Many insurance companies will wait to start processing an insurance claim until they hear from the party covered by the policy. After a car accident, for example, the insurance company might wait to hear from the liable driver before moving forward with the claim process.
Sometimes, the liable party will contact his insurance company shortly after the accident. He may know that he caused the accident and even admit fault, which can streamline the claim and make it easier for you to pursue the full compensation you deserve.
Other times, the liable party may drag his heels when reporting the accident and giving any statements. He might refuse to accept fault for the accident, which can make life much harder for you as you try to pursue compensation.
Once the insurance company has received information about the accident, the investigation process can begin.
2. An Evaluation of the Evidence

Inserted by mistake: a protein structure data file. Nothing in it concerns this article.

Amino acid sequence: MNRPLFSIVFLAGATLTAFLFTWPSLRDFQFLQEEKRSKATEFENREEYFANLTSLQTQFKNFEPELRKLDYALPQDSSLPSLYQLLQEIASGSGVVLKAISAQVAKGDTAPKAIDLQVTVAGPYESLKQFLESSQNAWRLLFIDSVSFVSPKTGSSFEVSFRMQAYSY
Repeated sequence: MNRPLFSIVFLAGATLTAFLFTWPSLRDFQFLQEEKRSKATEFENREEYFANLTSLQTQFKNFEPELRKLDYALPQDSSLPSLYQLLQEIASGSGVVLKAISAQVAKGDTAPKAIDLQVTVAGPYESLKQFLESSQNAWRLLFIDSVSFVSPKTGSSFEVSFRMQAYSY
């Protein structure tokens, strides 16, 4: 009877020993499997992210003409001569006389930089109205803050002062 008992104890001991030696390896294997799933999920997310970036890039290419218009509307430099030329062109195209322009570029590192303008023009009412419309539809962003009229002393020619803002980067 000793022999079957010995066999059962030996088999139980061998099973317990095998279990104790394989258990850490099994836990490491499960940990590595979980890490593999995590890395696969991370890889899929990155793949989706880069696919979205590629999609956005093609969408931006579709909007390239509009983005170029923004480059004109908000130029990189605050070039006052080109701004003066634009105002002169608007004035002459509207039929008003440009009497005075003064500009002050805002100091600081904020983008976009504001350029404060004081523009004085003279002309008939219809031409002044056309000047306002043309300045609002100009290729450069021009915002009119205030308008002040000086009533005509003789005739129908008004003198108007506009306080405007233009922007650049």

Once the insurance company has received a report about the accident, the investigation can begin. A statement of fault from the insured party can make that process easier, but in high-value claims, the insurance company will want to investigate more thoroughly. That investigation will ultimately serve to help the insurance company evaluate who it feels caused the accident and, therefore, what compensation you might deserve.
3. An Internal Review
In some cases, especially high-value claims, the insurance company may want to determine who it thinks caused the accident based on the evidence.
Sometimes, an adjuster may make the call about the claim. Other times, the accident and the claim may need to go through a more complicated internal review before the insurance company decides whether to accept financial liability for the accident.
What Evidence Does the Insurance Company Look At?
The insurance company may look at several key factors when determining liability following a serious accident.
#1. The Police Report